Communication has always been of the utmost importance for humanity. Long before the arrival of modern technologies, sound waves were used to transmit information with the human voice. However, this type of communication was severely limited by the power of the human lungs. To overcome this problem, acoustic wave producing devices, such as drums, were used instead of the human voice to increase the communication distance. However, when the distances between the parts were too large for sound waves to be interpreted by the human ear, communication was lost. Therefore, great advances were made to overcome this limitation through technological advances. In one solution, the sound waves were converted into electricity that, in turn, was transmitted through cables to a final destination where electricity was converted into sound waves. The phone is an example of this technology.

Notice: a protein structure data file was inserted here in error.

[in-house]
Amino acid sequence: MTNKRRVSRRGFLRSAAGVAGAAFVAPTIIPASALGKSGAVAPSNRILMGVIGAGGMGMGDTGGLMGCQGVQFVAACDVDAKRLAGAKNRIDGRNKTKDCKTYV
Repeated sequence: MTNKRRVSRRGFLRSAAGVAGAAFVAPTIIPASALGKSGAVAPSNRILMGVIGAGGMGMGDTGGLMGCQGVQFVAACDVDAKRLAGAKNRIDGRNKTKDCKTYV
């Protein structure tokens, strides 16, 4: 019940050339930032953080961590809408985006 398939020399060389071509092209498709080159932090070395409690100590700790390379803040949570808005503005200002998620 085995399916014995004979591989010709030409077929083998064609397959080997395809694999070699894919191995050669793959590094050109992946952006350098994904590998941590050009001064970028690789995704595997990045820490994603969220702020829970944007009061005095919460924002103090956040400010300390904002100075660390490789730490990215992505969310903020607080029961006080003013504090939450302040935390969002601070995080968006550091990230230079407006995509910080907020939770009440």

Despite the fact that this solution significantly increased communication distances, it also introduced an additional problem associated, namely, the requirement of wiring to transport electrical signals between communication points. Wiring is often expensive and requires large quantities to cover huge distances and serve a greater number of users. The technology tried to solve some of the problems through the development of the fiber optic cable, which can carry light pulses instead of electric currents. This drastically reduces the number of cables required to carry the same amount of communications. However, optical fibers have a higher price and a substantial increase in repair costs and knowledge levels to maintain a fiber optic network.